“That’s not a good sign,” Anselmus said ominously. “Not good at all. I told you so, didn’t I? What will you do now? They might even expel you. What a pity, to stumble on something so insignificant.”

“If it’s so insignificant, then why should I be afraid of it?”

“That’s not what I mean. Don’t twist my words. This is unheard of,” he shouted and stalked off looking annoyed.

“Poor Marcus,” whispered someone behind me. Stepping next to me he added, “I’m Vitalius.”

“It’s a pleasure,” I said extending my arm, which he didn’t let go of for quite a while.

“Don’t worry about Anselmus. He’s not worth the effort. He’s a bit wacked out, just like most of the people here in the seminary.”

“And Anselmus’ roommate?”

“Ulpitus? That little Lazarist? He’s not normal either.”

“A Lazarist monk? Then what’s he doing here?”

“He isn’t one anymore. I think he was expelled from the order.”

“So our cell is like a monastery?”

“You mean,” Vitalius said, surprised, “you mean you’re in with them?”

“Looks that way.”

“My poor brother. You sure got the short end of the stick.”

“If you don’t want to go insane, you should avoid staying in your cell as much as possible. You’ll always find a safe haven with me. I’m alone in my cell.”

“Sounds good, but unfortunately I’m busy tonight. I have a date with the spiritual director.”

“Oh, the spiritual director is a decent man. You can talk about anything with him. He was very kind to me when I first came here three years ago.”

“Let me see you. Oh, what a cute little face you’ve got there,” said an unfamiliar seminarian who grabbed me and then quickly picked up his pace and disappeared in the throng of seminarians in front of us. We were trailing far behind them, and their animated conversation reverberated like a rumbling avalanche. A few clerics lingered behind us as if they were trying to keep an eye on us.

“Who was that?” I asked, dazed and somewhat confused.

“Trajanus. He’s attracted to the stronger sex,” Vitalius whispered in strictest confidence.

“Are there a lot of people here with a similar interest?”

“A few. Don’t mingle with them.”

“Not in my wildest dreams,” I snapped back quickly.

“Relax. Chill out. Be cool or you’ll go crazy. Just like Severus’ brother.”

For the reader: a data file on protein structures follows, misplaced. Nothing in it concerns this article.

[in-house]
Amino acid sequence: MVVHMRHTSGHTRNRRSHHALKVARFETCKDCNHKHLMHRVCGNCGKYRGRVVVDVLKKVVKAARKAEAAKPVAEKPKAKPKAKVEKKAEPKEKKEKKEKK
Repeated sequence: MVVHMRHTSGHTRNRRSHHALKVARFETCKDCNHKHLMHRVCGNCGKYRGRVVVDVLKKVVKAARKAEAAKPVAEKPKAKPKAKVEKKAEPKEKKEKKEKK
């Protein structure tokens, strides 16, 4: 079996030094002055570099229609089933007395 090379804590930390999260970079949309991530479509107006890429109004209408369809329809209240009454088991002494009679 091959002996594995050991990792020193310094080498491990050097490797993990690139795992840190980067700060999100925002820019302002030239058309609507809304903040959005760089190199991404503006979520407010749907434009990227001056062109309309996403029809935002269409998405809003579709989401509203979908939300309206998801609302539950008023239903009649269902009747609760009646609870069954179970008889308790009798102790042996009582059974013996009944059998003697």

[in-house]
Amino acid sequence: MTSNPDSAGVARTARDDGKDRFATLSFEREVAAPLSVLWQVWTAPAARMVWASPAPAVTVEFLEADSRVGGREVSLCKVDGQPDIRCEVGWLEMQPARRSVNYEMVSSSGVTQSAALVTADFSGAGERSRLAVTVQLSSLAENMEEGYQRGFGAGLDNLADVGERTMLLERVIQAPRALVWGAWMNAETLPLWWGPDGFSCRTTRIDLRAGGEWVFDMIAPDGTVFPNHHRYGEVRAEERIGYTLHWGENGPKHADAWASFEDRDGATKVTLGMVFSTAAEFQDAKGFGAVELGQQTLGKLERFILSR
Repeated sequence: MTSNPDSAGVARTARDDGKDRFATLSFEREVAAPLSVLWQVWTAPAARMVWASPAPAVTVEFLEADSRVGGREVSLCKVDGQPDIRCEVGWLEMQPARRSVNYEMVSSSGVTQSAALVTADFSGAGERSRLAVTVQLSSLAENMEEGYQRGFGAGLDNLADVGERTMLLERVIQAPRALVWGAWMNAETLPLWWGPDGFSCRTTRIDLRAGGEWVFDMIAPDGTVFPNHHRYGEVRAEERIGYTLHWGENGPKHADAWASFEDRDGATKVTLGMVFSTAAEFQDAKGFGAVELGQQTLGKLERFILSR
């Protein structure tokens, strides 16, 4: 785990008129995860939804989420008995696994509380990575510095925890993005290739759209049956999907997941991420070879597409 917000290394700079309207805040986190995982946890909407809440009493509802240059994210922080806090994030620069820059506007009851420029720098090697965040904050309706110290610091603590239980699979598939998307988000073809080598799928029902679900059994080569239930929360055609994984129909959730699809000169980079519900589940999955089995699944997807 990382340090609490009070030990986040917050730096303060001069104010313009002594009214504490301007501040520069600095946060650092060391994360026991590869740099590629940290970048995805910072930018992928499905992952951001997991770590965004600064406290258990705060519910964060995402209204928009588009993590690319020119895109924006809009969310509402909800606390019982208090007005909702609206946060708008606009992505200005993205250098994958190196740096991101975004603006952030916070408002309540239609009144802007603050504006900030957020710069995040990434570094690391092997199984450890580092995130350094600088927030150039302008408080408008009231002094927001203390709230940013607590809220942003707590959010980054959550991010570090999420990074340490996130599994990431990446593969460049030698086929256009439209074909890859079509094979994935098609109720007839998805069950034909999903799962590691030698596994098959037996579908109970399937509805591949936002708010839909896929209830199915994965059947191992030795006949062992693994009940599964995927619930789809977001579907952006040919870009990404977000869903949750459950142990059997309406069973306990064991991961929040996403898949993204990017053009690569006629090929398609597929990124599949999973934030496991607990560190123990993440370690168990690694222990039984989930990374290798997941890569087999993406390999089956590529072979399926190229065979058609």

“What happened to him?”

“I’ll tell you later, my friend,” he said, trying to soothe me. We continued down the narrow corridor and eventually reached a large lobby with a large arched door.

“Here we are. This is the refectory. Lord, I’m hungry,” Vitalius exclaimed. I couldn’t even think about eating. I had to fight the urge to throw up.

“Come on,” Vitalius said, grabbing my arm. “They’re waiting for us,” he whispered nervously and dragged me in. He stopped for a moment in the center of the refectory.

While he was looking around, I took in all the unknown faces in the refectory. Before me were four long, fully laid tables. Clerics, looking like black statues, stood behind the chairs. Opposite the four tables was another, well-spread table. There were a few people in habits standing around it, including the prefect, the spiritual director and my parish priest.

They were all looking at us. It wasn’t that I felt uncomfortable, but rather that I felt a surging hatred for all of them course through me at that moment. They were staring at me in a strange way that later turned out to be contempt. I stood there in front of them, hand in hand with Vitalius, and in that moment they felt nothing but disgust for me.

“Come, there are still two places there,” whispered Vitalius, and he led me off to one of the tables. We stood with the others around the table. I felt like a marionette being pulled left and right. I stood there with my head bowed and had no idea what was about to happen. A dead silence came over the room for what seemed like a very long time. I could hear Anselmus panting, and the ductor’s stench filled my nose.

The uncomfortable silence made the minutes last for ages. All of a sudden someone at a distant table started to pray loudly.

Afterwards the crowd bellowed “Amen,” and we sat down.

“I don’t think the senior ductor rang before the prayer,” observed Anselmus distastefully.

“He’s been forgetting it more and more lately,” added the ductor.

“Why did you arrive so much later than everyone else, Marcus?” asked a seminarian who was a stranger to me. He stared at me indignantly.

“I was lost in conversation with Vitalius,” I answered, allowing myself to purposefully misunderstand his question. Lively chatter broke out at the other end of the table.

“That’s not what I mean, Brother. Why did you come here to the seminary so much later than the others?”

I looked up for a moment and saw the ductor put down his knife and fork and turn to me with a look of great expectation on his face.

“One day you will know. For now, let us just eat, Brother,” I answered nonchalantly.

“I don’t believe we will ever find out,” the ductor said loudly. He was visibly infuriated. “Tell us now.”

“You don’t believe that one day everything will be revealed? Does it not say in the New Testament that, ‘there is nothing covered, that shall not be revealed; and hid, that shall not be known. What I tell you in darkness, that speak ye in light: and what ye hear in the ear, that preach ye upon the housetops.’”